Q. How would you rate the governor's handling of the COVID-19 crisis? Does the legislature need to have more input and influence in establishing rules and policies related to stemming the spread of the disease? What you have done differently, if anything? If nothing, please say so.

A. As we move forward and begin to reopen, we must remember the lives that were lost and the courage of our first responders. The pandemic is not only a public health crisis, but its impacts are felt throughout our economy and our daily lives. Over a million Illinoisans lost their jobs because of the pandemic and subsequent economic recession and tens of thousands of people have lost access to health care. Small business owners have been severely impacted by the COVID-19 crisis and are facing difficult reopening challenges. Gov. Pritzker led a response that was carefully guided by the advice of scientists and medical experts. He listened to science and put public safety above partisanship. However, the response at the federal level has been disastrous. The Trump administration failed in their pandemic response: harming Illinoisans by failing to provide states with adequate funding for testing and treatment and hurting our small businesses by not providing enough resources to assist small business owners. The absence of leadership from Republicans hurt our unemployed workforce, hindered our safe return to school, and has impeded the ability to rebuild our economy quickly.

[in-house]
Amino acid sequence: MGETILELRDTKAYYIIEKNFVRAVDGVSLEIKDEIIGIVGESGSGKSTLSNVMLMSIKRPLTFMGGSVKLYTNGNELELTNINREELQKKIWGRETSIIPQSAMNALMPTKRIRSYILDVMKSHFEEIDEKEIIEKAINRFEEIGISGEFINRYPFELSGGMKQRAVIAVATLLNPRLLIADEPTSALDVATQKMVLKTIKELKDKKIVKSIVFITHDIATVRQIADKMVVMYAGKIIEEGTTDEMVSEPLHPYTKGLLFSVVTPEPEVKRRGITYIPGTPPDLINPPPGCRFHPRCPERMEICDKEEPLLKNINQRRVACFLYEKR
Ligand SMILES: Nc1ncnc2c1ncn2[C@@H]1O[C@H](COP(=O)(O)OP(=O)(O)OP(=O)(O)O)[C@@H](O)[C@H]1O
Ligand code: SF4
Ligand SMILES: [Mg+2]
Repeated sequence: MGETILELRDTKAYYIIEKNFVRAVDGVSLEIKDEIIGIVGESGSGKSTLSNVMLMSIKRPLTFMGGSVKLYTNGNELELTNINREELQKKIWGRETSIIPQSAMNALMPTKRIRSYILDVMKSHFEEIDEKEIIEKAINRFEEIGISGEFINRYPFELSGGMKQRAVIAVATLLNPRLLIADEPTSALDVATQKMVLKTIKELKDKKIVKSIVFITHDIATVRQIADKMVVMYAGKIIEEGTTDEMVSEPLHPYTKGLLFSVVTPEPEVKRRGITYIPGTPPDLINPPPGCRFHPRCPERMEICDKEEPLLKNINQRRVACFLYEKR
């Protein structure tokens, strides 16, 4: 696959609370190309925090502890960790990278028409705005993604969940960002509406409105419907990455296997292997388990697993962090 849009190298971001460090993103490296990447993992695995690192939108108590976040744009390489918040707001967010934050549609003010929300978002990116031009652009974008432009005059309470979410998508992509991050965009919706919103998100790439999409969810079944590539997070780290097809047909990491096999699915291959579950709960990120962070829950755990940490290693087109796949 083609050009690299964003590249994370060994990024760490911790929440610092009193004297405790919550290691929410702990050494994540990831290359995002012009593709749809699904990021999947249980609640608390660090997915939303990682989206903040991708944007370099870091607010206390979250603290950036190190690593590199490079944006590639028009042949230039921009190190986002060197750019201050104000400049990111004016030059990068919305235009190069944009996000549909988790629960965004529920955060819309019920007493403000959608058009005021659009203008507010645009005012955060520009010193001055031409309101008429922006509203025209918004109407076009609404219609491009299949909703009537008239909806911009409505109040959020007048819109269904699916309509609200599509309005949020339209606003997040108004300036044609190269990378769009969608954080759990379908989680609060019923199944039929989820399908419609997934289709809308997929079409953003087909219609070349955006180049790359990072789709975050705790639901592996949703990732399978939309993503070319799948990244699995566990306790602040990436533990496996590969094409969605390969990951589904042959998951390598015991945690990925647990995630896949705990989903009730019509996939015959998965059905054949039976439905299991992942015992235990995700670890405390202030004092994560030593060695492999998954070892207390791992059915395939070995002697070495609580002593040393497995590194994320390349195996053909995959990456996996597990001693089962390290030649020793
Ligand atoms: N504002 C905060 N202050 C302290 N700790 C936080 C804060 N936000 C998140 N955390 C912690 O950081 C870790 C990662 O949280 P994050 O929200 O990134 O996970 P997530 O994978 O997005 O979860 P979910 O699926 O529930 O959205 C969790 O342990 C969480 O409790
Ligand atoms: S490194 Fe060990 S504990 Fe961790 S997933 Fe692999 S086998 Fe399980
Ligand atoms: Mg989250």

Q. Regardless of whether the federal government provides assistance, what is the impact of the pandemic on the state's economic outlook and what immediate and long-term actions should be taken to address it? Would you support increasing taxes to pay for COVID-19 response or to make up for lost revenue related to COVID-19?

                                                                                                                                                                                                                       
 

A. While Illinoisans are still facing the threat and consequences of the pandemic in their daily lives, the Republican Party and Trump administration are still refusing to take it seriously. President Trump is leading an anti-science crusade and abandoned states leaving them to handle the crises on their own. Senate leader Mitch McConnell believes that states should go bankrupt in the wake of a global pandemic. Where the Republican administration has failed us, we must step up to address the problems suffered by small businesses, the unemployed, seniors, and students. Our unemployment system must be strengthened to provide resources for laid off and furloughed workers. Small businesses must have loans and grants available to keep them afloat during shutdowns. We need to build our recovery in a way that will not raise taxes on middle-class and struggling families. In addition, we cannot lose sight of our everyday priorities for our residents including funding for first responders, domestic violence shelters, and access to regular medical care like lifesaving cancer screenings. We must ensure that seniors will have access to in-home care options and programs such as Meals on Wheels.